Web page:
Damn his conceited conscience, anyway.

They were getting close enough to be heard, and he cut the siren, calling in to the other units to do the same. They coasted the last few blocks in eerie silence, to the rundown, apparently deserted house in one of the slums near the docks. The empty house with a car in front of it.

Hutch was out of the car before any of the others, bounding up the sagging steps. There was nothing more he wanted than to blindly charge in and take care of Grossman. If he died in the attempt, at this point he didn't care at all.

You'd better! Your partner would kill you for any less.

That made him pause, long enough for several uniforms to join him. Some hand motions and they staked out the house, one staying with him to go in the front door.

They crashed in on the count of three. "POLICE! FREEZE!"

Empty silence. Then, faintly, a small noise from below them.

Three of the cops were already searching the first floor, and one other joined Hutch just as he found the basement steps. He slammed through the door first, gun at ready, but there was nothing to be seen past the wall that set off the stairs. Hutch slipped down the steps cautiously, nerves taut to the point of snapping. Everything by the book, just as the voice insisted. He wouldn't let Starsky down one more time.

Around the corner of the wall there was a large family room, crumbling and dusty with age and undeniably empty. A short hallway stretched off it to one side, and there were three doors off that. Hutch motioned toward them with one hand, and the trooper fell into step beside him, covering him. They slid together to either side of the nearest doorway.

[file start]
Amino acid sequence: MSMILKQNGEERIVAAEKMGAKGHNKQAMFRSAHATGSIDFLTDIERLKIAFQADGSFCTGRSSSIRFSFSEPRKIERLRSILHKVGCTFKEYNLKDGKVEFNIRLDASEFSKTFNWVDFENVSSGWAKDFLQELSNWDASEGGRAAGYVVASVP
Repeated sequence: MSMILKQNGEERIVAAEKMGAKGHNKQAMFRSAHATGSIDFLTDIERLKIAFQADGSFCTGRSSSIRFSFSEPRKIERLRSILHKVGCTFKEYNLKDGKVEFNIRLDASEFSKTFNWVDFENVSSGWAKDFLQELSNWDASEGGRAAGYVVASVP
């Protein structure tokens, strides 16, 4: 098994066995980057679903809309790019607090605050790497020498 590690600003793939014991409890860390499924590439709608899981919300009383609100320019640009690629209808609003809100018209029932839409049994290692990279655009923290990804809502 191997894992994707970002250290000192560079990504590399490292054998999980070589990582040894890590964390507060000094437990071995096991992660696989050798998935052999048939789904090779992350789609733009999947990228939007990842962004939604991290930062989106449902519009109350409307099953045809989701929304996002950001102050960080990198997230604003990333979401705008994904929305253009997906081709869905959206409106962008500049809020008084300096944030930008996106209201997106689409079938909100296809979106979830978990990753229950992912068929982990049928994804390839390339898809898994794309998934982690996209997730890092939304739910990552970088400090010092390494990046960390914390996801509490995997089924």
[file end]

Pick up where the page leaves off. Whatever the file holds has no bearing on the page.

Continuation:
A bathroom.

But the second one felt right. Hutch shut his eyes for a moment, trying to prepare himself for what he might find and knowing he never could. Then he nodded to the cop and slammed the door open, diving in.

The instinctual dive saved him from the shot that flew harmlessly over him, and he automatically shot back in the direction the bullet had come from. A gun clattered to the floor, and Grossman cowered in the far corner of the room, clutching a bleeding arm.

Fury washed over Hutch then, stealing his vision, his coherent thoughts. It was true, the expression of seeing red, for he saw nothing else that moment. And when it cleared, he had his hands wrapped around Grossman's throat and was squeezing with all the passion of his broken soul.

Stop it! You can't do this! Don't do this, please. Don't ruin your life because of him.

Hutch gasped, letting go before he even thought about it. Grossman fell at his feet, wheezing for breath.

Good boy. I knew you could do it.

It was Starsky's voice, rich with pride and warmth. Hutch didn't know why he hadn't recognized it before, except that it was so much a part of him, he'd taken it completely for granted. And now it had kept him from a revenge that had been well-deserved.

It's not about him, it's about you. Killing him would destroy you.

As if there was anything worthwhile left of him.

Don't you dare say that, the voice snapped back, furious, relentless. Not about my best friend.

Best friend. He'd been a best friend once. Now he was...

Still Starsky's best friend. That wouldn't change. With him survived the memories and essence of the most unique, most caring individual he'd ever known. He had to keep going because, through him, some part of Starsky that remained would too.

It was like looking into the heart of hell and willingly taking the first step toward it. But he would do it. He had to. Is that what you wanted me to say?

There was no answer.

The patrolman had come up behind him and was crouching by Grossman, already having handcuffed the prisoner. He sat back on his heels now and looked at Hutch, waiting for his cue as to what to do next, his expression carefully neutral. Hutch wondered idly if the man had tried to stop him when he had his hands locked around Grossman's throat, then decided it didn't matter. He'd won the battle.

Hutch stared dispassionately at the still-coughing Grossman, then reached out and hauled him to his feet by both arms, ignoring the groan as he jarred the injury. "Where is he?" he asked quietly, dangerously. Grossman didn't have to know about his decision to do this right.